Wildrose, North Dakota
After moving home to continue the family farming tradition, Sydney Caraballo has relied on crop insurance for everything from hail damage to record-level vomatoxins affecting her durum wheat.
When Sydney Caraballo left her family farm en route to her first year of college, the life she saw in her rearview mirror was not one she planned on returning to. In fact, Sydney’s love of writing and science would take her far from her childhood home near Wildrose, North Dakota.
Her next several years brought many changes and accomplishments, including two college degrees, enrollment in graduate school and of course, a boyfriend. “Kevin was serving in the Army at the same time I was in grad school,” Sydney said. “We fell in love and eventually got married.”
Big changes back home
Back home in North Dakota, Sydney’s parents were looking to scale back their farming and ranching operation. Art and Linda Glasoe had worked many years to build their business, but with retirement on the horizon, they considered renting some of their land and selling their cattle.
However, Art proposed a different option. He recommended that Sydney and her two sisters form a limited liability company (LLC) and run the operation from afar.
In 2010, they formed Tre Farms, LLC. The cattle portion of the business remained as Glasoe Angus. The sisters continued operating the LLC for nearly five years, using vacation hours from their full-time jobs to help on the farm whenever possible. Eventually Sydney, Kevin and the kids moved back to the farm full time.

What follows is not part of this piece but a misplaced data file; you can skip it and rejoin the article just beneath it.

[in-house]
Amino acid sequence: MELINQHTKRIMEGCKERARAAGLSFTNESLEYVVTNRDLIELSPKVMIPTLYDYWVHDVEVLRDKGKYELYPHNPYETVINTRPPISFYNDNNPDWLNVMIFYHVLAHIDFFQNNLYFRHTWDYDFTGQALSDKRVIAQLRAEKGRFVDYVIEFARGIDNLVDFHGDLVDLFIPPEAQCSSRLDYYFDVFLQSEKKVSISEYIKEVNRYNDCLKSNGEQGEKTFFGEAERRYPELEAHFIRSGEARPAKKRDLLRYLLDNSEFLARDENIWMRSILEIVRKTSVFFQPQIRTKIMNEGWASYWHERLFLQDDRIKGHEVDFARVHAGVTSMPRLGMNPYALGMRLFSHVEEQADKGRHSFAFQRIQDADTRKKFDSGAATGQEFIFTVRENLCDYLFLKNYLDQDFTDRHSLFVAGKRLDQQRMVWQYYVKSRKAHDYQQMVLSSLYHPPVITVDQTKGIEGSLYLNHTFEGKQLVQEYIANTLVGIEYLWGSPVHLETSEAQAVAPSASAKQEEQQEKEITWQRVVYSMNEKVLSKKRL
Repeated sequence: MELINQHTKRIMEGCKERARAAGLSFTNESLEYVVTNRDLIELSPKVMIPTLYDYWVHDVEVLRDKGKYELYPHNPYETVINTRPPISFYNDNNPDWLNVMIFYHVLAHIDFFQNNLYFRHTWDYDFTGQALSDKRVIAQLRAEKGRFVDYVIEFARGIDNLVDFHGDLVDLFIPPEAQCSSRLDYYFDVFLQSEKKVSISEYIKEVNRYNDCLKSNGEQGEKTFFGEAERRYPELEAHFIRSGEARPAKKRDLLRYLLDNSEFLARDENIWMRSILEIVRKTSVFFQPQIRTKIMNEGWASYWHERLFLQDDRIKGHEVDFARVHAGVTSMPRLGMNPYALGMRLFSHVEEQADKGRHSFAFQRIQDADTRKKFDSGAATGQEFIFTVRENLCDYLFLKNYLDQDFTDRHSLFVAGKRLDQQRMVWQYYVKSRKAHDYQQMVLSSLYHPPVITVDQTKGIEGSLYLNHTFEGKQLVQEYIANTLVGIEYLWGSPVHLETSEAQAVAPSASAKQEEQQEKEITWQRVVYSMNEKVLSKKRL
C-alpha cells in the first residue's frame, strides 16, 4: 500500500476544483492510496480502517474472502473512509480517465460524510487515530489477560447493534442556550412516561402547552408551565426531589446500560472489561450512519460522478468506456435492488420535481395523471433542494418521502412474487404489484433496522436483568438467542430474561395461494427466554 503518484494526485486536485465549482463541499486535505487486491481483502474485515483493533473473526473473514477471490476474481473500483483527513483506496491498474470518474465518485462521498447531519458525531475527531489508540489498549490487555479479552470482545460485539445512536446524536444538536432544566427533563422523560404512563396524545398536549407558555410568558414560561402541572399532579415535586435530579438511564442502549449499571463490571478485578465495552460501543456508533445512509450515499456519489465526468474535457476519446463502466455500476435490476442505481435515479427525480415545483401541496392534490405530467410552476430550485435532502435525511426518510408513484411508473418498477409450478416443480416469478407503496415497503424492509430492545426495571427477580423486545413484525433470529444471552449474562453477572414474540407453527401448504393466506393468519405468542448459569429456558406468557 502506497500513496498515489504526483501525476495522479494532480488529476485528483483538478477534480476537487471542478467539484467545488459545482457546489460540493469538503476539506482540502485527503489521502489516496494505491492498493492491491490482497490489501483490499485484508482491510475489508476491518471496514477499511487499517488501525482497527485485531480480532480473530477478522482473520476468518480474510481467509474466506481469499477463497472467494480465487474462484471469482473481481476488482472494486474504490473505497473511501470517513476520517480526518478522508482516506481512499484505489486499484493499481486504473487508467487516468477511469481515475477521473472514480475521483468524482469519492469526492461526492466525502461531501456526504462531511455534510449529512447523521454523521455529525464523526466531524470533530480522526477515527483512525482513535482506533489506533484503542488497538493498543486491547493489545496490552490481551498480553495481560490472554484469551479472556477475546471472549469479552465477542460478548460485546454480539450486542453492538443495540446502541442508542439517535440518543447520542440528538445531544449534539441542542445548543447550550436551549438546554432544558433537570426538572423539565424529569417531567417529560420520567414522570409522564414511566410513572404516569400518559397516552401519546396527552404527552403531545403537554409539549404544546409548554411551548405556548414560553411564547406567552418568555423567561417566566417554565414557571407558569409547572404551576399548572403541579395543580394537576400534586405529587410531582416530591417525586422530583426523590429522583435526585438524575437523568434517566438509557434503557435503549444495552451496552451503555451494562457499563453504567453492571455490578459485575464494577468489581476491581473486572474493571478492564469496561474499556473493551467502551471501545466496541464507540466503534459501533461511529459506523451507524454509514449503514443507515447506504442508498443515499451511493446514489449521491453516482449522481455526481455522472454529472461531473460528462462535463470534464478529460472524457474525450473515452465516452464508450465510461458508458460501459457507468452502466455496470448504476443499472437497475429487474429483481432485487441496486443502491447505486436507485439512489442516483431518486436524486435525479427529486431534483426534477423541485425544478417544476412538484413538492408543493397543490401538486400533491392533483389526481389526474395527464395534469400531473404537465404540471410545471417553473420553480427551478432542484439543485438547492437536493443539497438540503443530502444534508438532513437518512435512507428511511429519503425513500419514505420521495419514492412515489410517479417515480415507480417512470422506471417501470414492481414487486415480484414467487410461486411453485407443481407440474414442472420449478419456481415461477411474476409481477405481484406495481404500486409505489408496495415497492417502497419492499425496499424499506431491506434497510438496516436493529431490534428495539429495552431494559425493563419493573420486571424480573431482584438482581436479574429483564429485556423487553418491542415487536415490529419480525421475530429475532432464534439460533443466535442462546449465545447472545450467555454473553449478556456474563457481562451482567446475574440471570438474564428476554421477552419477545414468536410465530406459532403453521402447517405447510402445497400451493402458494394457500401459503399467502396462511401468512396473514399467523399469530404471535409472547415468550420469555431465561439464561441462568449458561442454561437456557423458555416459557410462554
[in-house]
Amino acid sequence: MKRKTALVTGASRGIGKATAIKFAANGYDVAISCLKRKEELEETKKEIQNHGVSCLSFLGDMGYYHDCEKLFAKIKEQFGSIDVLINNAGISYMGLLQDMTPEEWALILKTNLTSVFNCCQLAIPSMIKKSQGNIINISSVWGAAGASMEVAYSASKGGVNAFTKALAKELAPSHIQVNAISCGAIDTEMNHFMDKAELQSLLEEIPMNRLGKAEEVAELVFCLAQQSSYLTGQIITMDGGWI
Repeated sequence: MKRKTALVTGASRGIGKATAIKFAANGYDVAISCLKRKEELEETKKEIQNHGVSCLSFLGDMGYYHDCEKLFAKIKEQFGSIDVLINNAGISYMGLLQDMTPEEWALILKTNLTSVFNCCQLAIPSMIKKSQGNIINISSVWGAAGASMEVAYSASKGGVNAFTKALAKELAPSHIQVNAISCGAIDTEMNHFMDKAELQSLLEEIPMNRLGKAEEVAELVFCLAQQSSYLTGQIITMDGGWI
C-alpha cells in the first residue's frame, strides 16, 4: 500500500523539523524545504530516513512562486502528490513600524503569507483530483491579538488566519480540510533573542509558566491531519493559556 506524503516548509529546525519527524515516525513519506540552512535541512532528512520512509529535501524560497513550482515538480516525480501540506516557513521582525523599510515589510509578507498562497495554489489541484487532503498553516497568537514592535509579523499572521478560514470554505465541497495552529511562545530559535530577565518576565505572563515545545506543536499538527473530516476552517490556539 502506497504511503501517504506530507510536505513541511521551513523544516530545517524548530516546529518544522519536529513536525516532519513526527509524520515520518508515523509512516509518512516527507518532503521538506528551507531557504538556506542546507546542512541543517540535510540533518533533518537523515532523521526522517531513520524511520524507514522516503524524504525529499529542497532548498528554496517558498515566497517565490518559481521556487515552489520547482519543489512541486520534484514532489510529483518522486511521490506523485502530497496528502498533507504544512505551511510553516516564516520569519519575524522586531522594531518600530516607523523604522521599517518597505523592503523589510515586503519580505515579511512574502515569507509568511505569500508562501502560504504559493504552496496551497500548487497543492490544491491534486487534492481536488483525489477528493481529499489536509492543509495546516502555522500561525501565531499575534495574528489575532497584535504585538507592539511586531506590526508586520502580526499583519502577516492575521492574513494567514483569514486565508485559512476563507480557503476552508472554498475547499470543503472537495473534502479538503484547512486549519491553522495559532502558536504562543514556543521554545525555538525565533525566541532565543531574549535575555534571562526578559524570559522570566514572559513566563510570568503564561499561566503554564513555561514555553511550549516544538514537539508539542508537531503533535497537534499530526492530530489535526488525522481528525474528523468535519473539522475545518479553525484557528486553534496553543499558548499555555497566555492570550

A family affair
The Caraballos now maintain sole ownership of Tre Farms and Glasoe Angus, with their children lending a hand and Sydney and Kevin each playing an important role in the business. Sydney said her father also remains a crucial member of the team, even in his “retirement” years. Art, as well as Linda, still contributes many hours and experienced labor to the operation, and more importantly, well-earned wisdom.
One tradition Sydney is especially proud to carry on is her family’s relationship with Farm Credit Services of North Dakota (FCS). Tre Farms now utilizes FCS for its operating line of credit, crop insurance and equipment loans.
The importance of crop insurance
“We purchase multi-peril insurance with revenue protection on all of our crops,” Sydney said. “While I don’t purchase hail insurance on all of our acreage, I do buy hail protection on all of our contracted barley acres each year, and I also typically purchase hail coverage where we tend to be more vulnerable to bad weather. I have Farm Credit Services on speed dial in case the weather forecast looks menacing.”
Peace of mind is often hard to come by in the world of agriculture, but Caraballo said their experience with FCS has been truly life changing in that regard.
“Our barley has been damaged by hail two out the past three years, and our region was hit in 2014 with record levels of vomitoxin in durum wheat. That hit to our durum crop while being in our first year as full-time farmers would have been catastrophic without crop insurance.”
This article originally ran in Farm Credit Services of North Dakota's customer magazine, Inside Farm Credit Services.